Anthony Albanese has shrugged off a fresh declaration from the French president that the Aukus submarine deal risks a nuclear confrontation with China, while confirming Australia will not support Taiwan’s entry into a key regional trade pact.

Speaking to reporters in Bangkok ahead of his Apec program on Friday, Albanese said Emmanuel Macron was “entitled to put forward the views he does in a very forthright way” and said there was no rift between him and the French president.

Macron had earlier told journalists Australia persisting with Aukus risked “nuclear confrontation” and he said the former prime minister Scott Morrison had also made himself “completely dependent by deciding to equip themselves with a submarine fleet that the Australians are incapable of producing and maintaining in-house.”

While the French president’s broadside was directed at Morrison, support for the Aukus pact is bipartisan. Albanese said Macron had acknowledged in his remarks that “Australia has not decided to change strategy on the submarines”.

Morrison’s decision to proceed with Aukus and dump a $90bn contract to supply diesel submarines from French manufacturer Naval Group sparked a furious diplomatic row with Macron which culminated in the French president declaring Morrison had lied to him on the sidelines of last year’s G20 in Rome.

As Albanese swatted away any suggestion of discord with Macron, the prime minister was also asked whether he would support Taiwan’s entry to the Comprehensive and Progressive Agreement for Trans-Pacific Partnership (CPTPP) in the light of his cautious rapprochement with China’s president, Xi Jinping.

Taiwan is a participant in the Apec summit. Albanese said Taiwan had not sought a meeting with Australia while the prime minister is in Bangkok.

Albanese said Taiwan would not join the CPTPP because it was “a relationship between nation states” and Taipei was represented at Apec as an economy, not a nation, which is how the summit designates participants.

The shadow trade minister Simon Birmingham said Albanese “doesn’t seem to know or understand that Taiwan participates in the World Trade Organization as a full member, equal to any other.”

“It’s membership of the CPTPP shouldn’t be tied to its statehood status but considered on the merits of extending the agreement, the importance of maintaining unity among existing members and whether it can meet the high standards of the agreement,” Birmingham said.

He called on Albanese to clarify his “erroneous explanation”.

The Apec summit is the final leg of Albanese’s regional trip which started with the Asean and East Asia summits in Phnom Penh last weekend, followed by the G20 in Bali. As well as making interventions during the opening sessions of the summit on Friday, Albanese will meet the president of the Philippines on the sidelines in Bangkok.

Albanese met the US president Joe Biden in Cambodia and will also meet the vice-president Kamala Harris for a sit-down meeting in Bangkok. Biden returned to the US after the G20 to attend a family event.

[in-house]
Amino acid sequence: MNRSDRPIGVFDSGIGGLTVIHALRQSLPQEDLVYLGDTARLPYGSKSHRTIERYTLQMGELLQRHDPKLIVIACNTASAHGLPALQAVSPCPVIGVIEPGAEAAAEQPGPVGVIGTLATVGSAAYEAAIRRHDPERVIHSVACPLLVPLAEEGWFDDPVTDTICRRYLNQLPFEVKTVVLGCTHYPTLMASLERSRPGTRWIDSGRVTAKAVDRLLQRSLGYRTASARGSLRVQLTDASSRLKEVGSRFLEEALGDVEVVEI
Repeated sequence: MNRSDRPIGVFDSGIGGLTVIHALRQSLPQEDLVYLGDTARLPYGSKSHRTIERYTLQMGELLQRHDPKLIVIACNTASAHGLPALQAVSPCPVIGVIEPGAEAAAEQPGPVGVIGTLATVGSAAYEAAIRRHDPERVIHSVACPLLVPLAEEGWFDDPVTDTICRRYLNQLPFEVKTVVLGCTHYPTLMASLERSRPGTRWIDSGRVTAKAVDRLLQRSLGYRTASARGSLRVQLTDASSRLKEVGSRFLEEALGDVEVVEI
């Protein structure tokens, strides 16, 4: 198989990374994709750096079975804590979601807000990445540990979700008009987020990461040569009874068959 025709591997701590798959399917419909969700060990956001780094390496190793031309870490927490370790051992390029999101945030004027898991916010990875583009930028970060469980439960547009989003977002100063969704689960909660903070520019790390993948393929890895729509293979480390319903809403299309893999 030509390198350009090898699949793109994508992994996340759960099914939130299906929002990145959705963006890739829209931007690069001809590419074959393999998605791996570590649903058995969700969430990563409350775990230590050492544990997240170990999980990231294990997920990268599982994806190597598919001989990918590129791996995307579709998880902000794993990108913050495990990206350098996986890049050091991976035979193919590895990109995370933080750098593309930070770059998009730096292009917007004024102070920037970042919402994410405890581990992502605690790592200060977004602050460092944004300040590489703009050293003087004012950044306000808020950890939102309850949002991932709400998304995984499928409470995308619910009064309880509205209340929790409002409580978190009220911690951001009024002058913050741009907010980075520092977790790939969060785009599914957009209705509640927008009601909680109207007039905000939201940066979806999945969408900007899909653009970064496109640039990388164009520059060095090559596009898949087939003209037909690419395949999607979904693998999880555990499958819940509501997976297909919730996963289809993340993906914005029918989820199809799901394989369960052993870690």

Albanese has canvassed interim solutions to boost Australia’s defence capability with Joe Biden, Rishi Sunak and Macron in a flurry of private meetings on the sidelines of the G20 and East Asia summits.

The government has engaged the former chief of the Australian defence force Sir Angus Houston and former Labor defence minister Stephen Smith to work on a defence strategic review that will spell out the capability needed by Australia to respond to security threats in the Indo-Pacific as China pursues its military buildup and becomes more active in the region.

As well as that review, Vice Admiral Jonathan Mead is the head of a taskforce that is working with counterparts in the US and the UK to advise the government on how to deliver the Aukus project.

Albanese made it clear on Friday France would not be supplying submarines to address the capability gap courtesy of the long delivery date of the nuclear-powered submarines. But he said the two countries would cooperate in other ways on military capability.

The November summit season has delivered a number of important diplomatic successes for Albanese, now six months into his prime ministership.

The prime minister paid tribute to the efforts of his foreign minister, Penny Wong, in building the linkages that have enabled the key breakthroughs this week – the first bilateral meeting with the Chinese president since 2016 and the release of Australian academic Sean Turnell from a Myanmar prison.

Albanese was asked to reflect on his first summit season and share his key takeaways. “Australia is back,” the prime minister told reporters. “Australia is back around the table.”

“Australia is engaged. We are having positive and constructive discussions with our historic allies, but with everyone in the region as well”.

Albanese noted it was a sign of reciprocity and goodwill in the region that he had been invited to deliver the opening intervention of the plenary session at Apec on Friday. Albanese will remain in Bangkok until Saturday night before flying home to Australia for the final two parliamentary sitting weeks of the year.



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